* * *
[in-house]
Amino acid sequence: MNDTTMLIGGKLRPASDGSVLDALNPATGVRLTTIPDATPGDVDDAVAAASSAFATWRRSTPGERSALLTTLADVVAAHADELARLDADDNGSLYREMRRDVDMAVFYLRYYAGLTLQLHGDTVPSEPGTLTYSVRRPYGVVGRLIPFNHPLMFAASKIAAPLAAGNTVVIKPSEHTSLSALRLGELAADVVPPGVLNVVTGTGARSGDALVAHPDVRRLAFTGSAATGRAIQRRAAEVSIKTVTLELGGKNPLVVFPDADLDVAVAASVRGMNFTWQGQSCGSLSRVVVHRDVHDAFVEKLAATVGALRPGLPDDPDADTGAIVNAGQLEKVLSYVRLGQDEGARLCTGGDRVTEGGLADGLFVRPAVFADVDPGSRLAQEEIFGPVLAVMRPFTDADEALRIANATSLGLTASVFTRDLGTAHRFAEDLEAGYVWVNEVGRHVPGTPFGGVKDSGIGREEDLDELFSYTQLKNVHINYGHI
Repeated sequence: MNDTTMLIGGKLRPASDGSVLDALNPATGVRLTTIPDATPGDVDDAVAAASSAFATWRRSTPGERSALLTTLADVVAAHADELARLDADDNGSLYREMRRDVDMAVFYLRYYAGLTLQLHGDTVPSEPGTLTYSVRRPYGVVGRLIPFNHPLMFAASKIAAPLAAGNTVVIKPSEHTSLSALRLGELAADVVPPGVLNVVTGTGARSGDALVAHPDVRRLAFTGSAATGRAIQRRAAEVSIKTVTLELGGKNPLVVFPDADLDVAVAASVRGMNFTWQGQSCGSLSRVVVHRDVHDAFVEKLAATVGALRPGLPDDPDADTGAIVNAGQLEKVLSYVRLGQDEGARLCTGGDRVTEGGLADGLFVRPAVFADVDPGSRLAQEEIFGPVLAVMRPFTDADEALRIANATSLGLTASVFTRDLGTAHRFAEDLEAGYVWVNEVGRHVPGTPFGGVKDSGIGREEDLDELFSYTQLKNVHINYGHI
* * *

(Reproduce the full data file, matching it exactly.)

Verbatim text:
[in-house]
Amino acid sequence: MNDTTMLIGGKLRPASDGSVLDALNPATGVRLTTIPDATPGDVDDAVAAASSAFATWRRSTPGERSALLTTLADVVAAHADELARLDADDNGSLYREMRRDVDMAVFYLRYYAGLTLQLHGDTVPSEPGTLTYSVRRPYGVVGRLIPFNHPLMFAASKIAAPLAAGNTVVIKPSEHTSLSALRLGELAADVVPPGVLNVVTGTGARSGDALVAHPDVRRLAFTGSAATGRAIQRRAAEVSIKTVTLELGGKNPLVVFPDADLDVAVAASVRGMNFTWQGQSCGSLSRVVVHRDVHDAFVEKLAATVGALRPGLPDDPDADTGAIVNAGQLEKVLSYVRLGQDEGARLCTGGDRVTEGGLADGLFVRPAVFADVDPGSRLAQEEIFGPVLAVMRPFTDADEALRIANATSLGLTASVFTRDLGTAHRFAEDLEAGYVWVNEVGRHVPGTPFGGVKDSGIGREEDLDELFSYTQLKNVHINYGHI
Repeated sequence: MNDTTMLIGGKLRPASDGSVLDALNPATGVRLTTIPDATPGDVDDAVAAASSAFATWRRSTPGERSALLTTLADVVAAHADELARLDADDNGSLYREMRRDVDMAVFYLRYYAGLTLQLHGDTVPSEPGTLTYSVRRPYGVVGRLIPFNHPLMFAASKIAAPLAAGNTVVIKPSEHTSLSALRLGELAADVVPPGVLNVVTGTGARSGDALVAHPDVRRLAFTGSAATGRAIQRRAAEVSIKTVTLELGGKNPLVVFPDADLDVAVAASVRGMNFTWQGQSCGSLSRVVVHRDVHDAFVEKLAATVGALRPGLPDDPDADTGAIVNAGQLEKVLSYVRLGQDEGARLCTGGDRVTEGGLADGLFVRPAVFADVDPGSRLAQEEIFGPVLAVMRPFTDADEALRIANATSLGLTASVFTRDLGTAHRFAEDLEAGYVWVNEVGRHVPGTPFGGVKDSGIGREEDLDELFSYTQLKNVHINYGHI